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If you are an older worker, you may have already run into age discrimination. It is illegal. It is also prevalent. Too often there is a huge difference between reality and perception. The perception is that older workers are slow, less productive, often sick, less competent, less intelligent, are rigid and inflexible, have trouble adapting to change, have poor memories, are accident prone and have difficulty with younger workers and team building.

Each of these perceptions is incorrect.

Employment agency Robert Half says that older works are more conscientious and harder working than younger workers. The Bureau of Business Management rates older workers’ quality orientation as “excellent” 82 percent of the time, and rates their job performance as “excellent” 71 percent of the time.

In addition, the survey found that 97 percent of employers with older workers rated them as thorough and reliable, and less likely to miss work than younger workers. A study by the Society for Human Resource Management also rated older workers highly: 72 percent as Valuable Employees, 77 percent more committed than younger workers and 68 percent more reliable, with a 69 percent better work ethic.

And there is more.

Here is some enlightening information: Older workers tend to be more capable, make better decisions, take less risk and are considered wiser than younger workers. The Harvard Medical School points out that the IQ does not decline with age. Dr. Eleanor Simon states that older workers retain information longer, and they tend to complete training at a higher rate than younger workers.

Since the labor and job market has changed so much in the past few years, some employers are worried that older workers will be unable to adapt. Studies show, however, that precisely the opposite is true. Older workers have experienced much change in their lives, and are able to adapt as needed. The Senior Workforce Solutions study also indicates that 85 percent of employers with older workers say that older workers are open to and adapt to change very well.

Older workers perform better across a broad range of relevant performance indicators: Better skills, especially interpersonal skills, better attendance and greater conscientiousness, according to Peter Capelli, the director of the Center for Human Resources at the Wharton School.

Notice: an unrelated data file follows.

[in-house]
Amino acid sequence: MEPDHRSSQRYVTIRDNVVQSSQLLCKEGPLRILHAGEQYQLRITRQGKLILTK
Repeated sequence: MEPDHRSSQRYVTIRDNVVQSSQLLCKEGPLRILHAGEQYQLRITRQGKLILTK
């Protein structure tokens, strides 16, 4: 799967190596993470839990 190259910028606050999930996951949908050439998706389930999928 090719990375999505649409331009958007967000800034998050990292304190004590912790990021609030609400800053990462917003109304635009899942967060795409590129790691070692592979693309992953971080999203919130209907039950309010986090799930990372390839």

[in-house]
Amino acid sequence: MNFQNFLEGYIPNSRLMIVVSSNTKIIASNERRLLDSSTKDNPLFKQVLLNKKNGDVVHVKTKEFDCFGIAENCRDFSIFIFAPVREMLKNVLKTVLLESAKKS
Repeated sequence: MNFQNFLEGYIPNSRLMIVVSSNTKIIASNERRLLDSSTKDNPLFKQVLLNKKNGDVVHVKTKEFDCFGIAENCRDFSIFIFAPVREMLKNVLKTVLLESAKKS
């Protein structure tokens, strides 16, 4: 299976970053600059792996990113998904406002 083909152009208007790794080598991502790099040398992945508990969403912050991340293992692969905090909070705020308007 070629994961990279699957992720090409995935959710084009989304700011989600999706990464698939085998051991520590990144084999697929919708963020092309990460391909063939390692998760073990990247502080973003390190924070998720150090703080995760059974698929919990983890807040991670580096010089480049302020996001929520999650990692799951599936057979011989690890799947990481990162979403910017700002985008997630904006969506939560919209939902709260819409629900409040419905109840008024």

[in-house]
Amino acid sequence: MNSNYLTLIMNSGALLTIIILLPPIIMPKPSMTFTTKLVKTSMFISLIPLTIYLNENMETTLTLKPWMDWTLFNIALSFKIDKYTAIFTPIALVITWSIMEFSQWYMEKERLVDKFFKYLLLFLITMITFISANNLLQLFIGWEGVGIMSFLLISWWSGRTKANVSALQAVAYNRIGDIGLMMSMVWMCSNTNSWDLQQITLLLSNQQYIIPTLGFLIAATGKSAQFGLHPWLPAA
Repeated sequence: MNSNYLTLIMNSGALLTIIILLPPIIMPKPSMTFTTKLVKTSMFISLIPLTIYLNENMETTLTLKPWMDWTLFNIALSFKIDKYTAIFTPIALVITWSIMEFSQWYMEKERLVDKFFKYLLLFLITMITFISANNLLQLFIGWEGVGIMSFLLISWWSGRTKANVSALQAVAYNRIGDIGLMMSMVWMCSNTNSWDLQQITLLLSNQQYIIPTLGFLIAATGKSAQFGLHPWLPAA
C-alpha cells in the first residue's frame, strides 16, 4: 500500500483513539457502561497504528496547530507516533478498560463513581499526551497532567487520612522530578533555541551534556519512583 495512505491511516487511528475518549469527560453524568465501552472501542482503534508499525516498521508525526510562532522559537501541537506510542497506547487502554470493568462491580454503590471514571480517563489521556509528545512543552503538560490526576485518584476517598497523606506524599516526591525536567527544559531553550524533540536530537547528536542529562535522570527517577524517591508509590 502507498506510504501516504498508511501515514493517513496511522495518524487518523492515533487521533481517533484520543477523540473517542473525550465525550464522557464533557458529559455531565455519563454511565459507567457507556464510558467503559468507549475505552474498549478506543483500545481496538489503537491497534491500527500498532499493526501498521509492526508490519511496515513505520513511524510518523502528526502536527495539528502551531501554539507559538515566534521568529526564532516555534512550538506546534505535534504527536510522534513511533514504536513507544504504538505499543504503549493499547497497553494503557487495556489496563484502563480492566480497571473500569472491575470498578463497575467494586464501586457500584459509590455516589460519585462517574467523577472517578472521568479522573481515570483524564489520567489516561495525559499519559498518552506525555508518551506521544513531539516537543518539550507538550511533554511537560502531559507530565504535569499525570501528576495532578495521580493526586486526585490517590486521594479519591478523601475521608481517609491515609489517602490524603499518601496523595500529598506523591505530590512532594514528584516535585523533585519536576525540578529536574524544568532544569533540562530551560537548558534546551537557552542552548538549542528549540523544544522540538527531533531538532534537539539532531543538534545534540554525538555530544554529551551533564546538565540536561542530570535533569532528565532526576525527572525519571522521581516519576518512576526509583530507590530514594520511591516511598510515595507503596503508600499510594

Alice H. Munnell, the Peter F. Drucker Professor of Management Sciences at Boston College’s Carrol School of Management and director of the college’s Center for Retirement Research, writes that older workers (those 55 and older) who currently have jobs have performed much better than younger works in a crisis.

Laurence J. Kotlikoff, professor of economics at Boston University, writes that older works are often more productive than younger workers.

A study by the University of Mannheim researchers in Germany for Mercedes-Benz found that older employees are much more productive than younger counterparts, and the researchers indicated that older workers may be an invaluable asset that many companies underuse.

A publication in 2010 entitled “The Silver Tsunami” by Knowledge@Wharton indicates that farsighted employers around the globe are working to recruit, retrain and otherwise engage older workers. Why? Older workers have continuously proved to be, overall, more productive, more reliable and to produce higher quality workmanship.

There is a myth that workers near retirement age tend to lose interest in their jobs. Precisely the opposite is true. The Sloan Center on Aging & Work at Boston College reported that those who worked past retirement age became more, rather than less, engaged and satisfied with their jobs. And contrary to the belief that older workers resist learning new things, older workers ranked “job challenge and learning” as a top priority for satisfaction in their work, says center director Marcie Pitt-Catsouphes.

Let’s see: Older workers are more productive, more reliable, more dependable, and take off less sick time, among their many pluses. Wow. These folks truly are a bargain for the savvy employer!

Richard M. Knappen is president of Chessmen Career Movers, an outplacement, career management, and consulting firm that is one of the oldest and largest locally-owned companies of its type in Southern California.

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Comments

dwbat May 21, 2012 @ 1:59 p.m.

The READER's own example of this truism is Don Bauder!

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